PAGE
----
I asked my cardiologist when he first found the second clot how long I had before some type of action had to be taken, and he said it depended on how well I took care of myself, I needed to stop smoking, and get back on cholesterol meds and blood thinners. Well, it was already too late. A few months later, I went to the emergency room with very bad chest pains, and then was when I found out WOMEN CAN EXPERIENCE HEART PAIN BETWEEN THEIR SHOULDERS IN THEIR BACKS!!!All this time and I had never been told this... I had been having awful pain there, and just thought it was tension or poor posture. Nitroglycerin was doing no good, so to stabilize me, they started shooting me up with morphine because one of the side effects of that drug is it opens up your veins, and that would help for a few minutes, then the BP would start going back up again. So I was scheduled for an angiogram the next day. I just figured I would just get another stent and that would be that. Boy was I in for a surprise! Well, while in the "cath lab" everone suddenly stopped working on me, and went off to the corner to huddle up and mumble between themselves. You are awake during a heart cath and can watch what they are doing on a tv screen if you wish. I always do, because it fascinates me. But now I was beginning to get REALLY worried. After about 10 minutes, the doctor comes over and tells me, "We aren't going to be able to fix you with a stent this time. You are going to have to have a heart bypass surgery". Then he had me turn my head slightly so I could see the screen and he showed the the vessel, the old stent and how all of it was clogged by about 98%. I never hesitated. I said, "Ok, well then let's rock and roll. The sooner the better". Next day around 3:00PM I was in surgery. Back to the emotional stuff-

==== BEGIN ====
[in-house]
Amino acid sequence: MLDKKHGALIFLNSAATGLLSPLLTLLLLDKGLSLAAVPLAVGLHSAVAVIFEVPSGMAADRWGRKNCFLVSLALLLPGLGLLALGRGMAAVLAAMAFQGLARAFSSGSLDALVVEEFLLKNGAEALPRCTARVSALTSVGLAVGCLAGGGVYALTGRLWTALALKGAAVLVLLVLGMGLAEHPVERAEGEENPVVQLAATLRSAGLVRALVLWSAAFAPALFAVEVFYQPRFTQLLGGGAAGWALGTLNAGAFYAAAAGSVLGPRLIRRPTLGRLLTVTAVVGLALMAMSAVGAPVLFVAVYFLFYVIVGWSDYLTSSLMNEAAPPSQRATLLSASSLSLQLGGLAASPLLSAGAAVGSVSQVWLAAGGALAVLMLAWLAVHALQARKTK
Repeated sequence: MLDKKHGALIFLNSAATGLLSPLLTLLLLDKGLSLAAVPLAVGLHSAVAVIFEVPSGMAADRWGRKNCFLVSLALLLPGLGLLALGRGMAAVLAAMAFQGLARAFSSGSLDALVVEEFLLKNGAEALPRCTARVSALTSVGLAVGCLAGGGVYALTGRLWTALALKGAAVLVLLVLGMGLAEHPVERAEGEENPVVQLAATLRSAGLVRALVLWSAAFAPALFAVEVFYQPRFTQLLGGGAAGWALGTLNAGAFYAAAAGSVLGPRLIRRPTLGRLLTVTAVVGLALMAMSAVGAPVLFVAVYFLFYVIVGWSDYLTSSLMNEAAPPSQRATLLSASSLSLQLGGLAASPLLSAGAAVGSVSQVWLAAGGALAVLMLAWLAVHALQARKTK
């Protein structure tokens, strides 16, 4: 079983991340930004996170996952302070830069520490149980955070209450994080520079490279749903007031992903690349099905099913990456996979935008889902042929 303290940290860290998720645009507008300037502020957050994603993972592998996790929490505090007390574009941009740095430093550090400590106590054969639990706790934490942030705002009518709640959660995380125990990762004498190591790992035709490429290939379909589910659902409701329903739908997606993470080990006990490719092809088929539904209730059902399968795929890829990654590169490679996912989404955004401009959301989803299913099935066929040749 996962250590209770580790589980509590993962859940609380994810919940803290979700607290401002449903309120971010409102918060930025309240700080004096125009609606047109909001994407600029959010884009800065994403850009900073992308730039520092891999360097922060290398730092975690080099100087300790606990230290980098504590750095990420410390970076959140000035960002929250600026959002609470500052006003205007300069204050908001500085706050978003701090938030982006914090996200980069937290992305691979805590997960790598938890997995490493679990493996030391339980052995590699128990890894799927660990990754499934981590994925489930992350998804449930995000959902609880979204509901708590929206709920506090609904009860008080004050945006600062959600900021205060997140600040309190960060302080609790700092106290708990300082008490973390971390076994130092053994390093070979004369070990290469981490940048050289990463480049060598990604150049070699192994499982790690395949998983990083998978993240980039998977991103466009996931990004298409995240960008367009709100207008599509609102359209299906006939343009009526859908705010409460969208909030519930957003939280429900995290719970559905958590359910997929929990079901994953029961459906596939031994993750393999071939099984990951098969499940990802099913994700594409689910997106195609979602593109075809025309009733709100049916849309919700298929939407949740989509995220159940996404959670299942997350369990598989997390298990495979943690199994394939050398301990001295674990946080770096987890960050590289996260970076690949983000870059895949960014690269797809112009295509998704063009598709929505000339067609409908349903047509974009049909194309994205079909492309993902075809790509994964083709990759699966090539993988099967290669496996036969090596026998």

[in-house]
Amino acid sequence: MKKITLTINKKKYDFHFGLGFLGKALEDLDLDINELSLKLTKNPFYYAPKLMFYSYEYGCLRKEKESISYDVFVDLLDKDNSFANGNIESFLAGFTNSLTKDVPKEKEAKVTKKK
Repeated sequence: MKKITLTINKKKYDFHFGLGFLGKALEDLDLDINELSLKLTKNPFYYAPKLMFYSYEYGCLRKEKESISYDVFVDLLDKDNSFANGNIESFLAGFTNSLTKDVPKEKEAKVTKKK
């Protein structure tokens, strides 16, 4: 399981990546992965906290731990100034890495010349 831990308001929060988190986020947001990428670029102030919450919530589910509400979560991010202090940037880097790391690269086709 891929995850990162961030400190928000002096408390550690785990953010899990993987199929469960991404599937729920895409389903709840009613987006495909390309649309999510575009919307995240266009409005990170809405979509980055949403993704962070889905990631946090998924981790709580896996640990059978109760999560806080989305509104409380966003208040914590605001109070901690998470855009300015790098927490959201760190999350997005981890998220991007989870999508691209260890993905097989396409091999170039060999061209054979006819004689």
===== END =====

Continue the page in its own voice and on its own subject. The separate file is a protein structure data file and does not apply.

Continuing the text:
In the hall was my family I had to be wheeled past on the way to surgery. My father, age 73 and with a pacemaker and diabetes, both horribly worried and feeling guilty because I had inherited his heart disease. My older sister, with one stent of her own in the same vessel I was clogged 98 percent in, that was being bypassed, both convinced she would never see me alive again and scared for herself and her own future. The look in my two sons eyes, ages 23 and 28, unlike anything I had ever seen, scared of losing a mother they were convinced would live forever. And last but certainly not least, my poor husband, tears streaming down his face, me trying to comfort him when I was scared out of my mind. Unless you have been in such a situation, you simply cannot understand the mix of emotions you go through both before and after the surgery. Before I had left my room, I made the surgeon wait until my stepmother got there, because I wanted her to pray for me. If you believe in God, which my family all does, that woman can practically pray the dead back to life. Anytime I have been in the hospital, I always want her to come pray for me. She is amazing. Then my oldest son, an ordained Baptist minister, led another prayer (he is another great prayer person), while we all held hands in a circle around my bed. Tears were flowing freely, and we all said our "see ya in a few hours", unwilling to even approach the word "goodbye"-too final...